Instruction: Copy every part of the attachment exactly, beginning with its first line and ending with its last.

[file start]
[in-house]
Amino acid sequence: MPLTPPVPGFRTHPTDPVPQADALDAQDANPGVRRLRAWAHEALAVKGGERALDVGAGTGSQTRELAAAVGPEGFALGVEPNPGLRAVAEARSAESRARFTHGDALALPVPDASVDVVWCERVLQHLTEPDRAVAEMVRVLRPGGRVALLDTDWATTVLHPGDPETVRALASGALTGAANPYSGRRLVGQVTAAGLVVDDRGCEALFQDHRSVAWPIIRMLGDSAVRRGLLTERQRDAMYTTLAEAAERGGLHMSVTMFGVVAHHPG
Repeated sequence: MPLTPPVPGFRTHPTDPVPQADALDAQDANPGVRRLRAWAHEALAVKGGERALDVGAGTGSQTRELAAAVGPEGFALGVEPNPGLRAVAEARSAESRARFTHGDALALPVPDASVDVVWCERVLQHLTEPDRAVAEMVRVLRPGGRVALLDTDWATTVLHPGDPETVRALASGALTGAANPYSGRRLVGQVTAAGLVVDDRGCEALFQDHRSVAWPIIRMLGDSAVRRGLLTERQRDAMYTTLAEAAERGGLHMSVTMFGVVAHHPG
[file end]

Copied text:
[in-house]
Amino acid sequence: MPLTPPVPGFRTHPTDPVPQADALDAQDANPGVRRLRAWAHEALAVKGGERALDVGAGTGSQTRELAAAVGPEGFALGVEPNPGLRAVAEARSAESRARFTHGDALALPVPDASVDVVWCERVLQHLTEPDRAVAEMVRVLRPGGRVALLDTDWATTVLHPGDPETVRALASGALTGAANPYSGRRLVGQVTAAGLVVDDRGCEALFQDHRSVAWPIIRMLGDSAVRRGLLTERQRDAMYTTLAEAAERGGLHMSVTMFGVVAHHPG
Repeated sequence: MPLTPPVPGFRTHPTDPVPQADALDAQDANPGVRRLRAWAHEALAVKGGERALDVGAGTGSQTRELAAAVGPEGFALGVEPNPGLRAVAEARSAESRARFTHGDALALPVPDASVDVVWCERVLQHLTEPDRAVAEMVRVLRPGGRVALLDTDWATTVLHPGDPETVRALASGALTGAANPYSGRRLVGQVTAAGLVVDDRGCEALFQDHRSVAWPIIRMLGDSAVRRGLLTERQRDAMYTTLAEAAERGGLHMSVTMFGVVAHHPG